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Mary Shelley

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Mary Shelley

The Romantic Age (1780-1830) was a time when writers’ ideas went from those of the Age of Reason to more imaginative ideas. These ideas were changed throughout this time for many reasons, including the French Revolution, the Industrial Revolution in England, and the many other things that affected the society. A great example of the use of imagination was a by called Frankenstein by Mary Shelley, a great writer of the Romantic Age.
Born on August 30, 1797, Mary Shelley seemed like she was meant for greatness. Her mother, Mary Wollstonecraft, who was a liberal thinker and radical feminist, passed away 10 days after her birth, leaving her and her half sister to be cared by her father, William Godwin. Her father married their neighbor, Mary Jane Clairmont, who was a widow and had two children of her own.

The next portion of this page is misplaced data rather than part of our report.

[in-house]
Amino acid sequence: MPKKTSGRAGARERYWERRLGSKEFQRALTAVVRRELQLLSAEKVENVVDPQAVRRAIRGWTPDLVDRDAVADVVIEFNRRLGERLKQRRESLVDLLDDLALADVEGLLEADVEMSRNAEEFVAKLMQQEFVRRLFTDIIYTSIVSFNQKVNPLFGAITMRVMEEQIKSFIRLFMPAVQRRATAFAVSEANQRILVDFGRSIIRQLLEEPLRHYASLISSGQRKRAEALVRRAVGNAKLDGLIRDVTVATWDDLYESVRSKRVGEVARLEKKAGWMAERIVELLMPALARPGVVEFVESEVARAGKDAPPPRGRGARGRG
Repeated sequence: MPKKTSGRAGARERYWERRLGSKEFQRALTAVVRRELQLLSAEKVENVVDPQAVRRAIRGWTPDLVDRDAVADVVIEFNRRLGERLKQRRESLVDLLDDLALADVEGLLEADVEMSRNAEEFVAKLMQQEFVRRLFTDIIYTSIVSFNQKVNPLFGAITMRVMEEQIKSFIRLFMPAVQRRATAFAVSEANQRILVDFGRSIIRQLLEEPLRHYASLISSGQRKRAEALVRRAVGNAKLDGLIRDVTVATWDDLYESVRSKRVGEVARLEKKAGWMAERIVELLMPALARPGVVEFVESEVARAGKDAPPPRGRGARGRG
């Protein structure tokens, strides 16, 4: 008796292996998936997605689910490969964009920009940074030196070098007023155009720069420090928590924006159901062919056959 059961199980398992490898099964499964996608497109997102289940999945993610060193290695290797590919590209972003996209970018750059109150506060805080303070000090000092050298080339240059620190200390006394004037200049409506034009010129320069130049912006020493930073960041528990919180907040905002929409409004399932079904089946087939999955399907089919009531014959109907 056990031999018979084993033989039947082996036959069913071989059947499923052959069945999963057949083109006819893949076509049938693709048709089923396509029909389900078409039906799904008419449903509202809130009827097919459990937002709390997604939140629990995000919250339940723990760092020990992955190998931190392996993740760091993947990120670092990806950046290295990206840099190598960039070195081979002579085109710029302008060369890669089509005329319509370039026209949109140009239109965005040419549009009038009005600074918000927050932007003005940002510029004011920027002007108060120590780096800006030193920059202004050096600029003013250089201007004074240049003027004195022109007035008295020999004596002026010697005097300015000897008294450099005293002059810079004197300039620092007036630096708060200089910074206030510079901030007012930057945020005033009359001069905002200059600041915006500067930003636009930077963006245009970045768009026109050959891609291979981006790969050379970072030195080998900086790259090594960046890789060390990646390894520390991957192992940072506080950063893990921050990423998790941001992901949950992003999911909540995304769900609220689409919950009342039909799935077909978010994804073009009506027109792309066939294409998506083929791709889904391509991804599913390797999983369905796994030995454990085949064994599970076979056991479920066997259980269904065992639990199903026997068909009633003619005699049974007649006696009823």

Shelley began her writing when she was very young, and she was observing many other writers becoming interested in what they were doing. She was inspired to write the famous novel Frankenstein in the summer of 1819, after she met with Lord Byron and he recommended that she try writing her own ghost story. A few nights later Mary had a dream and explained it by saying:
Night waned upon this talk; and even the witching hour had gone by before we retired to rest. When I placed my head on the pillow I did not sleep, nor could I be said to think. My imagination, unbidden, possessed and guided me, gifting the successive images that arose in my mind with a vividness far beyond the normal bounds of reverie. I saw- with eyes shut but acute mental vision- I saw the pale student of unhallowed arts kneeling beside the thing he had to put together. (Shelley)
Fitting perfect with the ideas of her time, Mary Shelley’s Frankenstein was a book which required much imagination in order for it to be written. Based on her dream, Shelley developed one of the greatest stories of all time.
As with many good stories, the s...

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